9 Savvy Strategies for Hiring All-Star Staff
Are you searching high and low but just can’t find the best staffers for your eye care practice? You’re not alone. The hunt for top talent has become more grueling than ever and shows no signs of stopping. Why? Unemployment—especially in healthcare—is at historic lows.
That’s good news for job seekers, but bad news for physician entrepreneurs looking to grow a practice or retail optical. You may be losing your best employees to tasty outside offers, or you may be scrambling to find qualified entry-level applicants as you grow your A-players into new roles. “The talent war is reaching new levels,” said Vistage chief research officer Joe Galvin at a recent gathering of entrepreneurs in North Carolina. A whopping 87 percent of small business leaders surveyed nationwide say that “talent” is the top challenge affecting their business, Galvin added. If you want to grow your practice, you must find ways to identify, attract, train, and retain star talent.
“By 2020, the labor force will grow 0.4 percent annually, where it will level off for decades — limiting the ability of employers to meet growing hiring demands.” — Glassdoor
To help your eye care practice rise to this challenge, we’ve rounded up game-changing advice from hiring and retention experts.
Don’t skip the step of writing a thorough job description.
Practices rushing to fill an open position sometimes skip this step, says Suzanne Rupert of Talent Acquisition Innovation. Everyone thinks they know what they’re looking for, but fuzzy details impair your ability to advertise the job effectively. Also, a well-written job description ensures all stakeholders involved in the hire have the same expectations.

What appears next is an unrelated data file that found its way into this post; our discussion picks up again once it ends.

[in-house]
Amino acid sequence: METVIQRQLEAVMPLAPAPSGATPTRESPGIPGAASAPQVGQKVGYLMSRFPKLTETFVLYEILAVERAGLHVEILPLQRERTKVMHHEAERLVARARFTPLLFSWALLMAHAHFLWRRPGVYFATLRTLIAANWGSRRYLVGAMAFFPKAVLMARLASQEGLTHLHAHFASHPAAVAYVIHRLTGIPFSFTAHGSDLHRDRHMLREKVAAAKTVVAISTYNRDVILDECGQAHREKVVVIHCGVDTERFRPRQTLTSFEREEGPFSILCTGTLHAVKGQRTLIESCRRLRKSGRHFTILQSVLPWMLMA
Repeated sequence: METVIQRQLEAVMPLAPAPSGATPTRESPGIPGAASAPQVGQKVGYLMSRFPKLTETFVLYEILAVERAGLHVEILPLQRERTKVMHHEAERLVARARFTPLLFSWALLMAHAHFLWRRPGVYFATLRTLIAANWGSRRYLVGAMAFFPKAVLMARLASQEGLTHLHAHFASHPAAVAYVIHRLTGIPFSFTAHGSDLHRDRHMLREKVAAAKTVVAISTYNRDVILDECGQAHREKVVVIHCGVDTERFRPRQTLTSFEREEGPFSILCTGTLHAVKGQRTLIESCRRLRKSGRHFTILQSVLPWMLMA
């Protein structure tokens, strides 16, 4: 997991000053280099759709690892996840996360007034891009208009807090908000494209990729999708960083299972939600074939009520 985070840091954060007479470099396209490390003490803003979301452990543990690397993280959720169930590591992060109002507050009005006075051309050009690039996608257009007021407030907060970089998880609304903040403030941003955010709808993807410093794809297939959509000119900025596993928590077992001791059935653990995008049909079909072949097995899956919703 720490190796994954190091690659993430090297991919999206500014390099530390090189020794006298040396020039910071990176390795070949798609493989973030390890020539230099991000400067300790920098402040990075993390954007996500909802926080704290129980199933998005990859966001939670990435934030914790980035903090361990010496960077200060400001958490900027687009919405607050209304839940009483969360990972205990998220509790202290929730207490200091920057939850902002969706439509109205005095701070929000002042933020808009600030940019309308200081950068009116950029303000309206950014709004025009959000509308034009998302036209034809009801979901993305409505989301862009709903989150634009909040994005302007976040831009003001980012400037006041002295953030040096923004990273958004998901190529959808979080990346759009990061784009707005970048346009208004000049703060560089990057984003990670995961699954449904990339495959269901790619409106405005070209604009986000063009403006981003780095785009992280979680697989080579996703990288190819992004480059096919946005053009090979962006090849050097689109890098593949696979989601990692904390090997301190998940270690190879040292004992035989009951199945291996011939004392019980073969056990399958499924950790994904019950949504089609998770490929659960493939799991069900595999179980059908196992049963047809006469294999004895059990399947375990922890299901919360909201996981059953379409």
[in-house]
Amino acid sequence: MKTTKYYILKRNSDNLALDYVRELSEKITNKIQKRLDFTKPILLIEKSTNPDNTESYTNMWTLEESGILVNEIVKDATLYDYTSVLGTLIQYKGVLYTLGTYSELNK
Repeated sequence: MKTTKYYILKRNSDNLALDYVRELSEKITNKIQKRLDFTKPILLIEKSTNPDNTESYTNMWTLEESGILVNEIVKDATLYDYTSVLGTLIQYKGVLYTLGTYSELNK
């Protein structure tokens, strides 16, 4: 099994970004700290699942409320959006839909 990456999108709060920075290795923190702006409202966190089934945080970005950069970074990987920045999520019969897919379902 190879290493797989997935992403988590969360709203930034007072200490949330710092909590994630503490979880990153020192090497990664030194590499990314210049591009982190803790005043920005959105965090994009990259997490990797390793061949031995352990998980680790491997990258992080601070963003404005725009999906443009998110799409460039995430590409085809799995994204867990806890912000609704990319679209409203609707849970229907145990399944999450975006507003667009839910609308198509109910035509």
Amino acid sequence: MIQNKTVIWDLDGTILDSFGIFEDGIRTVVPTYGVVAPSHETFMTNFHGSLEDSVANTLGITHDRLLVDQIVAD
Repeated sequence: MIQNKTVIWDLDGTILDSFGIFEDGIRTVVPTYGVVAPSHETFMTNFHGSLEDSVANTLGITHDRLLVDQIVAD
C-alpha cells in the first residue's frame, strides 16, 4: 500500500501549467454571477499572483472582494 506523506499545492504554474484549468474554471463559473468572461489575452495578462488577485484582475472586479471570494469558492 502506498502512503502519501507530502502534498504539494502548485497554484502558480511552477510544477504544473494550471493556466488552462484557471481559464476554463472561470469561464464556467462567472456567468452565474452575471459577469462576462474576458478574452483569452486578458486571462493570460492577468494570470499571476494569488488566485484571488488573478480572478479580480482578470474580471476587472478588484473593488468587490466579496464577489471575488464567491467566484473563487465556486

Include not only the education, skills, and experience you’re seeking, but also the job behaviors you’re looking for. Ask yourselves, “What kind of person will be most successful in this position?”
Tip: Forecast what success in the role will look like at the three-month and six-month marks and include that vision in your job description, Rupert suggests. This last step sets clear expectations even before the hire and sets up the new hire for success.
Beware the candidate who doesn’t currently have a job.
The U.S. is so close to full employment right now that you should make sure you understand the backstory for anyone who’s not currently employed, says recruiter Severin Sorensen. There might be a perfectly good reason—such as time in school, a stint caring for family, or an unlucky layoff. But you just want to make sure that the story the candidate is telling checks out.
Administer behavioral assessments as a screening tool.
Do this before you even contact people for interviews, Rupert recommends. You can teach skills for entry-level office and clinical jobs fairly easily, but you can’t teach behavioral preferences. Even employees with strong enough emotional intelligence to stretch beyond their behavioral preferences at work will become burned out on the job if there isn’t good a behavioral fit.
Examples behavioral assessment tools include DiSC and CliftonStrengths (Gallup) and there are lots of other options. Rupert likes Culture Index because it doesn’t take long for candidates to complete it and it’s very difficult to candidates game the assessment by guessing answers they think the employer wants.
Tip: If you had or have several outstanding employees in positions similar to what you’re searching for, use the same behavioral assessment to assess them and compile a behavioral profiled describing the type(s) best suited to the job, suggests Rupert.
Don’t confuse interviewing expertise with suitability for the job.
Some people are really good “relators,” says Sorensen. They are so good at selling their skills and themselves during interviews that hiring managers may be tempted to rush through or close their eyes to parts of the due diligence process. Sure, some of the skills that help people perform well in interviews also help them perform well in certain job roles, but not always.